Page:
Make sure of your shoot. Stop shooting into brush. If you're not going to take that advice please get a 45-70 or biger & load it havey & slow. Keep shots under 30 yds.

ETA:
Maybe you should think 12 gauge pumpkin ball.

popper
December 15, 2011, 12:16 PM
Think 30-30 loads and bullet styles for the 308.

rcmodel
December 15, 2011, 01:29 PM
There are no magic bullets, or calibers.

If the bullet hits a tree limb or stand of brush between you and the deer, you can expect to miss or wound the deer, regardless of caliber.

The further away from the deer the brush contact is, the greater your chances of missing.

http://www.theboxotruth.com/docs/bot40.htm

rc

waffentomas
December 15, 2011, 03:50 PM
I do like the idea of a 12 gauge in this situation, but I hate it when people don't answer the question...

I get what you are asking. There are places here where I feel like something heavier than a 150gr screamer would suit me better. It sounds like you hand load, also.

When I'm in short range areas with my .308, like the rain forests here in WA, I use a 220gr Nosler Partition over 39 gr of WW 748, with Winchester brass. This is a lightly compressed load that averages 2175 fps from my Weatherby. It's important to use WW brass, as it's the most 'roomy' of all the .308 brass [that i've tried, anyways].

"220 is not a good bullet for a .308 - it's too long" people will say.

But that's a bunch of hooey. I've been shooting this load from my 1:12 twist Weatherby for years, and have taken game (twice) at nearly 200 yards with it.

I don't know if it's a 'brush buster' whatever that is, but it's been very effective on all the game I've taken with it, and is my short range choice in .308. It expands well at the lower velocity, and penetrates deeply.

Tom

primape
December 15, 2011, 04:25 PM
Here in Florida it is so thick that I don't think I have ever shot anything over 50 yds. I have used my 308 for 15 yrs now and only used 150g Nosler BT's. Most of the time they drop deer in their tracks or worst case run a few yards. As far as destroying meat, it is all about shot placement. Put it thru the ribs like a bowhunter would do. If you shoot thru the shoulder it doesn't matter what you use, one or both shoulders will be destroyed.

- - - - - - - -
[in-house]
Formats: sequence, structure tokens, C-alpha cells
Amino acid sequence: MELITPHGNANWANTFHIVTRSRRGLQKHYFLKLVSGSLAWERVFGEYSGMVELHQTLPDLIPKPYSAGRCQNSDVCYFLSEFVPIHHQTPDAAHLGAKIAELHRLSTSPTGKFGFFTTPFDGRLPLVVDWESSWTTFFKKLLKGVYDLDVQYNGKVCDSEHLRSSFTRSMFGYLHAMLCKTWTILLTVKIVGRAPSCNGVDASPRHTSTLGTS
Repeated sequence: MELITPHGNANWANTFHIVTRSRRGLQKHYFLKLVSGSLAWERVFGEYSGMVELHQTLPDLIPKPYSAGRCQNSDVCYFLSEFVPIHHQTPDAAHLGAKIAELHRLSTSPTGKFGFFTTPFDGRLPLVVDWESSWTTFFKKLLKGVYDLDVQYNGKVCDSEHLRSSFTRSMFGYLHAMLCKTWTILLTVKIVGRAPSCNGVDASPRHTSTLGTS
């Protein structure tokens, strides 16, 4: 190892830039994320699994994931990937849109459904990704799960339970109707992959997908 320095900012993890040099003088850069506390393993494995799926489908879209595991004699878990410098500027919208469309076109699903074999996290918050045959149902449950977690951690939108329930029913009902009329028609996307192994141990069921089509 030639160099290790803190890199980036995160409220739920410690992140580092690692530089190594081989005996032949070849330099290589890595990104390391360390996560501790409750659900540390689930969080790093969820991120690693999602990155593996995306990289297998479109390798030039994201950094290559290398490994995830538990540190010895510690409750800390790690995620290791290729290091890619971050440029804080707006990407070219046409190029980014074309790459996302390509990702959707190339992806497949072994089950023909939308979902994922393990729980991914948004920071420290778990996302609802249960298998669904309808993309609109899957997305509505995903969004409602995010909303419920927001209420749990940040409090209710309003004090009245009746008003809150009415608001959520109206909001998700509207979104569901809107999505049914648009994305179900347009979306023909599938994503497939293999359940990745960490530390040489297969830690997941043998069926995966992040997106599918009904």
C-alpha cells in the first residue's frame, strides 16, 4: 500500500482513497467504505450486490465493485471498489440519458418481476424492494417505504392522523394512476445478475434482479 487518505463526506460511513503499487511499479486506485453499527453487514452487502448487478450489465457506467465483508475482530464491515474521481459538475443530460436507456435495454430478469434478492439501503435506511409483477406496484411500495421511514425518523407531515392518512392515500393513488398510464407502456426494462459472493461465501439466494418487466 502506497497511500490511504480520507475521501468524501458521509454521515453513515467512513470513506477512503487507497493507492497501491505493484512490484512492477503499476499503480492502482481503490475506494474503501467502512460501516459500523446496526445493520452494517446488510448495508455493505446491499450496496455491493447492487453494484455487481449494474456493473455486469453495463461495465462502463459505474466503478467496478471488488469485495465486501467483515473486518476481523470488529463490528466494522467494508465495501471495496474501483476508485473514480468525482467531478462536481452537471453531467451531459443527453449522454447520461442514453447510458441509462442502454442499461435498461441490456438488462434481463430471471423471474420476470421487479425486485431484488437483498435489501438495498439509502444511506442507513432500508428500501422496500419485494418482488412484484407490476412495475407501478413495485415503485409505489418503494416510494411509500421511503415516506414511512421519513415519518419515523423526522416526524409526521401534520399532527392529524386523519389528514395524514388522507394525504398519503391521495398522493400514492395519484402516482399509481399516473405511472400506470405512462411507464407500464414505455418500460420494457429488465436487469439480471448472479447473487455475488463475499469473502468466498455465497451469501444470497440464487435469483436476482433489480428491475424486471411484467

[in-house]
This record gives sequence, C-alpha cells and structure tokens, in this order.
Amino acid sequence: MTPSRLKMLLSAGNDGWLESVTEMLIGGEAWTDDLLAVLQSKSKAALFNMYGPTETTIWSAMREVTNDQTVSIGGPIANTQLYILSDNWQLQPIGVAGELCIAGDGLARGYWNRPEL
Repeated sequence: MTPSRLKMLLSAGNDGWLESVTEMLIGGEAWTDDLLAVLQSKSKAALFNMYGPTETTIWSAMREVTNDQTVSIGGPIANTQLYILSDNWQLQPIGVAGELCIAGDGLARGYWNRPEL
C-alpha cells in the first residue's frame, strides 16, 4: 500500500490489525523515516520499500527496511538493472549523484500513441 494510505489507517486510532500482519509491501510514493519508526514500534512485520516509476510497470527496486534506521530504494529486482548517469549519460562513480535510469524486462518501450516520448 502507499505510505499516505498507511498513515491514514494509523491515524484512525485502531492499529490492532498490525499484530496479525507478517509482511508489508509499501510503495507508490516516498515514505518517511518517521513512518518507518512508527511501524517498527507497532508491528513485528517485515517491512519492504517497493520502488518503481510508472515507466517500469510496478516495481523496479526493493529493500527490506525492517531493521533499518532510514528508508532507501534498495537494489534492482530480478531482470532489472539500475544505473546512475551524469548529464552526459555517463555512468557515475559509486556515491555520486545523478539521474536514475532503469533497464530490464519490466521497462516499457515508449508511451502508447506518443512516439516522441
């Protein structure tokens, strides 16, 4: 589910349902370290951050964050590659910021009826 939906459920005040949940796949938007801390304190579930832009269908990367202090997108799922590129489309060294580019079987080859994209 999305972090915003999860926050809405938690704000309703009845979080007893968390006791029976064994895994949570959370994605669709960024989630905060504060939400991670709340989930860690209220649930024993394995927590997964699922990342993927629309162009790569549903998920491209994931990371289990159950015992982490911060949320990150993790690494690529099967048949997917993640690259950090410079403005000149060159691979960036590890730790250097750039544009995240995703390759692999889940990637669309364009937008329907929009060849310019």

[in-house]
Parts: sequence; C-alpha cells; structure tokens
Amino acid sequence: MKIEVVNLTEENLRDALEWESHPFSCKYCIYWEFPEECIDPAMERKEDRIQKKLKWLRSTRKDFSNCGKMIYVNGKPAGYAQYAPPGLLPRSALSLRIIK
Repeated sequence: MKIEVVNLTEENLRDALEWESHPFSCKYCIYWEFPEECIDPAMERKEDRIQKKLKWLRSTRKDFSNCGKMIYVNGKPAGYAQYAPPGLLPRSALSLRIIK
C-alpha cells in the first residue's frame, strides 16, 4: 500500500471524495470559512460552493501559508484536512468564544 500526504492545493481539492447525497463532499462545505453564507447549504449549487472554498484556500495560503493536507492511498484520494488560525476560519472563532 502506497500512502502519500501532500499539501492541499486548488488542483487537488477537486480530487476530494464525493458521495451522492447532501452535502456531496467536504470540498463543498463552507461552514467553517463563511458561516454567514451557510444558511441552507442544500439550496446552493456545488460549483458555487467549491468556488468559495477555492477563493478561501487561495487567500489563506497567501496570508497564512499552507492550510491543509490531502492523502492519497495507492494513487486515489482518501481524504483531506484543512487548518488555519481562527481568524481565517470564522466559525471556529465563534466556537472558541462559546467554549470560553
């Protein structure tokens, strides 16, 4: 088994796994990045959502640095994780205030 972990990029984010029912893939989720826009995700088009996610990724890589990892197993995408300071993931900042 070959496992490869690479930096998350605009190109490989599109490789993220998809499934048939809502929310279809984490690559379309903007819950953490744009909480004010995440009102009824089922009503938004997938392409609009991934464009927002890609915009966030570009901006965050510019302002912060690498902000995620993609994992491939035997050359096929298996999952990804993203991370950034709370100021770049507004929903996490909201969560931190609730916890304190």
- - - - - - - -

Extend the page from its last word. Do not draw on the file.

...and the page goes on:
Try IMR 4064 with the 150's. Between midrange and max load from the Nosler book and 2.800 oal gives me excellent accuracy and not a bad kick at all. Varget and RL 15 is good too. A great deer and hog load.

243winxb
December 15, 2011, 04:42 PM
In a 308 for deer, i would load a 150gr. Sierra with IMR 4895. Then make 3 shooting alleys running in different directions away from you stand, at least a week before opening day. This ends the brush problem. If you want the deer to come to you, buy some musk scent buck lure. I like to put the lure next to the car , so when i shoot the deer, it falls into the trunk.:D

kingmt
December 15, 2011, 05:36 PM
"I hate when people don't answer the question"

The question was " Any suggestions as to where to start?"

I did answer this by telling him not to go that route. I could have gave 100 loads easy that would bust threw brush but none would be good for deer & who knows where it is going to go after it hits a limb. I gave the best answer for the question asked.

Maybe it would have been better to have told him to swing around really fast so the bullet would go around the brush?

A round ball is less likely to deflect & from a 12 gauge should bust threw most brush & do a lot of damage. It would take a lot of brush to keep it from takeing a deer. I still think it is a bad idea tho.

popper
December 15, 2011, 05:42 PM
Read rcmodel's ref to 'box of truth' article. Military found this out years ago (WWI and earlier). Then McNamera decided to change Stoner's 308 replacement for the m1 carbine surplus deer rifle into a 223 (plus other errors). Light weight/ high speed bullets deflect AND shatter when hitting twigs. Clearing out shooting lanes is also a great idea. Deer like roads as much as people.

James2
December 15, 2011, 06:44 PM
Any suggestions as to where to start?

I would start with a 150 gr round nose bullet at about 2400 - 2500 FPS. My Hornady manual lists quite a few powders that would do that for you.

My all time favorite brush gun is the Winchester Mod 94 in 30-30. I have shot many a deer at ranges less than 50 yards. I shoot 150 gr round nose at about 2100 fps. Never put them on a chrony, just taking the data from the manual. In almost all cases, the bullet went clear through the deer and it was a knock down. No tracking needed.

I can't say much about "Brush Buster bullets", because I don't think there are any. It has been long thought though that a heavier bullet may not be deflected as badly as a light bullet. For sure any bullet travelling at close to 3000 fps will likely destruct if hitting a twig.